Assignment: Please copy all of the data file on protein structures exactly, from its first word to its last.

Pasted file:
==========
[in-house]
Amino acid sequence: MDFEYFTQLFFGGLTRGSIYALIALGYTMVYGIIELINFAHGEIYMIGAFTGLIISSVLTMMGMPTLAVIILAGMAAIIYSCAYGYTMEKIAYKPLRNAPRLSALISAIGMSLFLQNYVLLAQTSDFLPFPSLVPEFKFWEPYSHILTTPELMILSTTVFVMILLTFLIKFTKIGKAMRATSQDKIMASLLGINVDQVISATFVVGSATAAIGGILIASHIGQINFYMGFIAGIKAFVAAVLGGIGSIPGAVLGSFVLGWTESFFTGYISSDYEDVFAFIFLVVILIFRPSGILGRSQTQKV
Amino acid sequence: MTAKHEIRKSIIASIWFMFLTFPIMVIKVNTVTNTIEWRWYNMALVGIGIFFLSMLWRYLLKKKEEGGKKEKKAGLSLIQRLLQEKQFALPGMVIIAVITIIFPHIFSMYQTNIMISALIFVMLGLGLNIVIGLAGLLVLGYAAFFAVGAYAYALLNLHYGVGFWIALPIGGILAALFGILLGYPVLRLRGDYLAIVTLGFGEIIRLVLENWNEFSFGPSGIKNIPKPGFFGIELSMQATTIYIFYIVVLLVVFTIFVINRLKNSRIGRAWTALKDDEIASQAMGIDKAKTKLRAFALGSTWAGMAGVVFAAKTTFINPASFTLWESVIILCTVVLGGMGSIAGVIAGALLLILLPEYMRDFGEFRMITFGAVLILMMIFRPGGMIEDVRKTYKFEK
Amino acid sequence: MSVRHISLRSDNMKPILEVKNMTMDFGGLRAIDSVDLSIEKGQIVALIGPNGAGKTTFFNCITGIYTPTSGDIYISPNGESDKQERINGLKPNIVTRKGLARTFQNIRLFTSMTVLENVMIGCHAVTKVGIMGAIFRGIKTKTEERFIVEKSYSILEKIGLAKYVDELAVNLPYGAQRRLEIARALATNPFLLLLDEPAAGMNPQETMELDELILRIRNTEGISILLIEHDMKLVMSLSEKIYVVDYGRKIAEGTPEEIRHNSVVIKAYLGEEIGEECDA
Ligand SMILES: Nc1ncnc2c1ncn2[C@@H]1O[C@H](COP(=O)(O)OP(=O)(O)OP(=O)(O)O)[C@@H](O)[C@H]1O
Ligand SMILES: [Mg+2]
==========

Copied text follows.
[in-house]
Amino acid sequence: MDFEYFTQLFFGGLTRGSIYALIALGYTMVYGIIELINFAHGEIYMIGAFTGLIISSVLTMMGMPTLAVIILAGMAAIIYSCAYGYTMEKIAYKPLRNAPRLSALISAIGMSLFLQNYVLLAQTSDFLPFPSLVPEFKFWEPYSHILTTPELMILSTTVFVMILLTFLIKFTKIGKAMRATSQDKIMASLLGINVDQVISATFVVGSATAAIGGILIASHIGQINFYMGFIAGIKAFVAAVLGGIGSIPGAVLGSFVLGWTESFFTGYISSDYEDVFAFIFLVVILIFRPSGILGRSQTQKV
Amino acid sequence: MTAKHEIRKSIIASIWFMFLTFPIMVIKVNTVTNTIEWRWYNMALVGIGIFFLSMLWRYLLKKKEEGGKKEKKAGLSLIQRLLQEKQFALPGMVIIAVITIIFPHIFSMYQTNIMISALIFVMLGLGLNIVIGLAGLLVLGYAAFFAVGAYAYALLNLHYGVGFWIALPIGGILAALFGILLGYPVLRLRGDYLAIVTLGFGEIIRLVLENWNEFSFGPSGIKNIPKPGFFGIELSMQATTIYIFYIVVLLVVFTIFVINRLKNSRIGRAWTALKDDEIASQAMGIDKAKTKLRAFALGSTWAGMAGVVFAAKTTFINPASFTLWESVIILCTVVLGGMGSIAGVIAGALLLILLPEYMRDFGEFRMITFGAVLILMMIFRPGGMIEDVRKTYKFEK
Amino acid sequence: MSVRHISLRSDNMKPILEVKNMTMDFGGLRAIDSVDLSIEKGQIVALIGPNGAGKTTFFNCITGIYTPTSGDIYISPNGESDKQERINGLKPNIVTRKGLARTFQNIRLFTSMTVLENVMIGCHAVTKVGIMGAIFRGIKTKTEERFIVEKSYSILEKIGLAKYVDELAVNLPYGAQRRLEIARALATNPFLLLLDEPAAGMNPQETMELDELILRIRNTEGISILLIEHDMKLVMSLSEKIYVVDYGRKIAEGTPEEIRHNSVVIKAYLGEEIGEECDA
Ligand SMILES: Nc1ncnc2c1ncn2[C@@H]1O[C@H](COP(=O)(O)OP(=O)(O)OP(=O)(O)O)[C@@H](O)[C@H]1O
Ligand SMILES: [Mg+2]